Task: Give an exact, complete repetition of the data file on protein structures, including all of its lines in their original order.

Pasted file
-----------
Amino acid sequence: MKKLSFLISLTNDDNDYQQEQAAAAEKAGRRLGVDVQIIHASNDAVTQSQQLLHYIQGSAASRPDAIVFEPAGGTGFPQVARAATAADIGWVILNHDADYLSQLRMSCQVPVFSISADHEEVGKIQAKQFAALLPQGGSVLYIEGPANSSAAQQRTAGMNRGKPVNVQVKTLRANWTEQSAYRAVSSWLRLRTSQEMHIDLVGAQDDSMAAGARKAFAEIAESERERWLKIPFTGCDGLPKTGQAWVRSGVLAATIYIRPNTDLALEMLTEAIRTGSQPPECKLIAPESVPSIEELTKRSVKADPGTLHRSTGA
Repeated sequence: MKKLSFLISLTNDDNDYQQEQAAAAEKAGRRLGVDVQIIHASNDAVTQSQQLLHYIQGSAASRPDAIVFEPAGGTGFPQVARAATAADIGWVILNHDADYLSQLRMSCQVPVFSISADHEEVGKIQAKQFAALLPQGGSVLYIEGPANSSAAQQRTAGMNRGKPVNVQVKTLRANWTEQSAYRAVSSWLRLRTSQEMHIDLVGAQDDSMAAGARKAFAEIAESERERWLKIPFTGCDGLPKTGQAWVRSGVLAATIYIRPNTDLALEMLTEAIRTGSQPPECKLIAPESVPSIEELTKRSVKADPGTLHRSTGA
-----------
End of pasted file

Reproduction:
Amino acid sequence: MKKLSFLISLTNDDNDYQQEQAAAAEKAGRRLGVDVQIIHASNDAVTQSQQLLHYIQGSAASRPDAIVFEPAGGTGFPQVARAATAADIGWVILNHDADYLSQLRMSCQVPVFSISADHEEVGKIQAKQFAALLPQGGSVLYIEGPANSSAAQQRTAGMNRGKPVNVQVKTLRANWTEQSAYRAVSSWLRLRTSQEMHIDLVGAQDDSMAAGARKAFAEIAESERERWLKIPFTGCDGLPKTGQAWVRSGVLAATIYIRPNTDLALEMLTEAIRTGSQPPECKLIAPESVPSIEELTKRSVKADPGTLHRSTGA
Repeated sequence: MKKLSFLISLTNDDNDYQQEQAAAAEKAGRRLGVDVQIIHASNDAVTQSQQLLHYIQGSAASRPDAIVFEPAGGTGFPQVARAATAADIGWVILNHDADYLSQLRMSCQVPVFSISADHEEVGKIQAKQFAALLPQGGSVLYIEGPANSSAAQQRTAGMNRGKPVNVQVKTLRANWTEQSAYRAVSSWLRLRTSQEMHIDLVGAQDDSMAAGARKAFAEIAESERERWLKIPFTGCDGLPKTGQAWVRSGVLAATIYIRPNTDLALEMLTEAIRTGSQPPECKLIAPESVPSIEELTKRSVKADPGTLHRSTGA